The ORE of Latin American History will be available for subscription in late September. Speak to your Oxford representative or contact us to find out more.

Show Summary Details

Page of

 PRINTED FROM the OXFORD RESEARCH ENCYCLOPEDIA, LATIN AMERICAN HISTORY ( (c) Oxford University Press USA, 2016. All Rights Reserved. Personal use only; commercial use is strictly prohibited. Please see applicable Privacy Policy and Legal Notice (for details see Privacy Policy).

date: 19 August 2017

Women, Politics, and Media in Uruguay, 1900–1950

This is an advance summary of a forthcoming article in the Oxford Research Encyclopedia of Latin American History. Please check back later for the full article.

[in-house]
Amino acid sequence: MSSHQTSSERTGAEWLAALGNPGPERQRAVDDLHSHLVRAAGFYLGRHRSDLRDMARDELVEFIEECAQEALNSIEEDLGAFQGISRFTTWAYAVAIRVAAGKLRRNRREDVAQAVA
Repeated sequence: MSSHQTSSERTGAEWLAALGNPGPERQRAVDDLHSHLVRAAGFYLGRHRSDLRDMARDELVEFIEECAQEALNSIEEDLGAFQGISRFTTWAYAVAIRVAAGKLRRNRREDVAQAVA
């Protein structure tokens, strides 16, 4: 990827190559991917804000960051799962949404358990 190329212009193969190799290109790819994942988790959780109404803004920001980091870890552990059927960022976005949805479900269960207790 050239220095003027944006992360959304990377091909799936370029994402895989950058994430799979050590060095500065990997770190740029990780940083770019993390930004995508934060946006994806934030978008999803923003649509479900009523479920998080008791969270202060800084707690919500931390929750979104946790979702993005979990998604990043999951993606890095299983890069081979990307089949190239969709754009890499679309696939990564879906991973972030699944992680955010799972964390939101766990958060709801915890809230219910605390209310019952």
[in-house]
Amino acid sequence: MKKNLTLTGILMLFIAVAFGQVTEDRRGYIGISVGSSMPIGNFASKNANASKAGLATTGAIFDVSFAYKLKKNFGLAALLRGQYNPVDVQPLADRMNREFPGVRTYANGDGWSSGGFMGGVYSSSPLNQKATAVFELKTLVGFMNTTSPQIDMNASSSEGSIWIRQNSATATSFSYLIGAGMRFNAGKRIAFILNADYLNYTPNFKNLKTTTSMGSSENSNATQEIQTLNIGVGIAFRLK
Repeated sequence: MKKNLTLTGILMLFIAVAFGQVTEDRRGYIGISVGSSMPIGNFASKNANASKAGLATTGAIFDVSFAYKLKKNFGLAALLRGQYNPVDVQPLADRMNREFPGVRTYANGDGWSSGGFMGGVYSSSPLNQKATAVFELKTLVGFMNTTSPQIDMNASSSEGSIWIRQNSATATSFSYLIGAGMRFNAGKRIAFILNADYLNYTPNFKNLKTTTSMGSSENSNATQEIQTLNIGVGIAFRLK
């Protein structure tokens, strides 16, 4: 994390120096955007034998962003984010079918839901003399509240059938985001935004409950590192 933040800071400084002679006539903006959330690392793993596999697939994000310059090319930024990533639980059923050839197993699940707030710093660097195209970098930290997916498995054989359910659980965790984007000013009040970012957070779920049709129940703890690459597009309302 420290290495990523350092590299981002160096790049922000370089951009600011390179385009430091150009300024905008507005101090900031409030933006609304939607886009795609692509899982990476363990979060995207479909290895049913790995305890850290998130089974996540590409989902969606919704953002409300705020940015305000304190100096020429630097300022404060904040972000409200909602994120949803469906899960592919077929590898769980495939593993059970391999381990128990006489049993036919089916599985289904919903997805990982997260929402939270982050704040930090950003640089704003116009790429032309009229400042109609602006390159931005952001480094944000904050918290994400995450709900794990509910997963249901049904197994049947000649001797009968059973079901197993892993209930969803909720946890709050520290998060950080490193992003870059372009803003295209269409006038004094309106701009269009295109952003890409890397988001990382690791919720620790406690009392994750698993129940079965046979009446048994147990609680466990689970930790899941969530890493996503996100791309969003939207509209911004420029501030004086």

As citizens of a relatively educated, democratic, and politically progressive South American country, women of Uruguay used old and new media for professional and political ends in the first half of the 20th century. Radical, Catholic, and liberal feminist women all utilized print media to promote their views and to build support for their respective causes, in publications aimed at both female and general audiences. Anarchist feminist María Collazo, for example, edited an important publication, La Batalla, from 1915 to approximately 1927. By the late 1920s, radio was an emerging mass medium, and women activists, journalists, and others sought to make their voices heard, literally and figuratively, on its airwaves. Starting in 1935, this included Radio Femenina, the first all-woman format radio station in the Western Hemisphere. One of the voices heard on Radio Femenina was Dr. Paulina Luisi, Uruguay’s leading feminist activist, who became a powerful voice for both the Socialist Party and the politics of the Popular Front in the late 1930s and early 1940s.